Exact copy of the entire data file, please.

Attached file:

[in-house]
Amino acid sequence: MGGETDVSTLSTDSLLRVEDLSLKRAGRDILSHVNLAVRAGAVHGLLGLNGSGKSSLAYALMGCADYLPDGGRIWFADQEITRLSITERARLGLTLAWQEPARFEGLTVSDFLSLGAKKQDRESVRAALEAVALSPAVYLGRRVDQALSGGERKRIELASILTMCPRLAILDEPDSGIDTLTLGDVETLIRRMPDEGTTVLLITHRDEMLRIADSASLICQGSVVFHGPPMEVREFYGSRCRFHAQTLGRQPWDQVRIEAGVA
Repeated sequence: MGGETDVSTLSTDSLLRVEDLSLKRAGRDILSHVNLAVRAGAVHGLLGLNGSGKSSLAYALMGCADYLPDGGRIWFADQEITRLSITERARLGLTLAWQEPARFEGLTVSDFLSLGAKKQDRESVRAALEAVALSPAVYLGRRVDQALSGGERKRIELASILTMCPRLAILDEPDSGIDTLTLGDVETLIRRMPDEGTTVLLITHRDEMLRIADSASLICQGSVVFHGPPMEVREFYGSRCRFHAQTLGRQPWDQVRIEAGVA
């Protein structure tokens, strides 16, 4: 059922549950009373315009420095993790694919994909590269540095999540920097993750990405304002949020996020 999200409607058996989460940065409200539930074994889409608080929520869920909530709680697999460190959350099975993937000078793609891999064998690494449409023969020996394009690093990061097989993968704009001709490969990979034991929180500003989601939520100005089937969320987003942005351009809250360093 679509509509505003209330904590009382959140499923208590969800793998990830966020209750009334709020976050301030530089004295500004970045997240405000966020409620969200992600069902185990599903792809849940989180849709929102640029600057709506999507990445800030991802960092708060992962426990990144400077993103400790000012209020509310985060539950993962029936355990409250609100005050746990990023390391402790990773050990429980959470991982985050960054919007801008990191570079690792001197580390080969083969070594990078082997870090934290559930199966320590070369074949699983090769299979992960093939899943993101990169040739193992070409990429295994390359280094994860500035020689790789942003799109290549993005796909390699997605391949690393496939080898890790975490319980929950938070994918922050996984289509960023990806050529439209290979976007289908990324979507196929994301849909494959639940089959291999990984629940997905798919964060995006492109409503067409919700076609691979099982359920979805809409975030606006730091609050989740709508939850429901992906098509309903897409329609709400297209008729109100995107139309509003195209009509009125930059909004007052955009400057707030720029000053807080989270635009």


[in-house]
Amino acid sequence: MGGETDVSTLSTDSLLRVEDLSLKRAGRDILSHVNLAVRAGAVHGLLGLNGSGKSSLAYALMGCADYLPDGGRIWFADQEITRLSITERARLGLTLAWQEPARFEGLTVSDFLSLGAKKQDRESVRAALEAVALSPAVYLGRRVDQALSGGERKRIELASILTMCPRLAILDEPDSGIDTLTLGDVETLIRRMPDEGTTVLLITHRDEMLRIADSASLICQGSVVFHGPPMEVREFYGSRCRFHAQTLGRQPWDQVRIEAGVA
Repeated sequence: MGGETDVSTLSTDSLLRVEDLSLKRAGRDILSHVNLAVRAGAVHGLLGLNGSGKSSLAYALMGCADYLPDGGRIWFADQEITRLSITERARLGLTLAWQEPARFEGLTVSDFLSLGAKKQDRESVRAALEAVALSPAVYLGRRVDQALSGGERKRIELASILTMCPRLAILDEPDSGIDTLTLGDVETLIRRMPDEGTTVLLITHRDEMLRIADSASLICQGSVVFHGPPMEVREFYGSRCRFHAQTLGRQPWDQVRIEAGVA
């Protein structure tokens, strides 16, 4: 059922549950009373315009420095993790694919994909590269540095999540920097993750990405304002949020996020 999200409607058996989460940065409200539930074994889409608080929520869920909530709680697999460190959350099975993937000078793609891999064998690494449409023969020996394009690093990061097989993968704009001709490969990979034991929180500003989601939520100005089937969320987003942005351009809250360093 679509509509505003209330904590009382959140499923208590969800793998990830966020209750009334709020976050301030530089004295500004970045997240405000966020409620969200992600069902185990599903792809849940989180849709929102640029600057709506999507990445800030991802960092708060992962426990990144400077993103400790000012209020509310985060539950993962029936355990409250609100005050746990990023390391402790990773050990429980959470991982985050960054919007801008990191570079690792001197580390080969083969070594990078082997870090934290559930199966320590070369074949699983090769299979992960093939899943993101990169040739193992070409990429295994390359280094994860500035020689790789942003799109290549993005796909390699997605391949690393496939080898890790975490319980929950938070994918922050996984289509960023990806050529439209290979976007289908990324979507196929994301849909494959639940089959291999990984629940997905798919964060995006492109409503067409919700076609691979099982359920979805809409975030606006730091609050989740709508939850429901992906098509309903897409329609709400297209008729109100995107139309509003195209009509009125930059909004007052955009400057707030720029000053807080989270635009």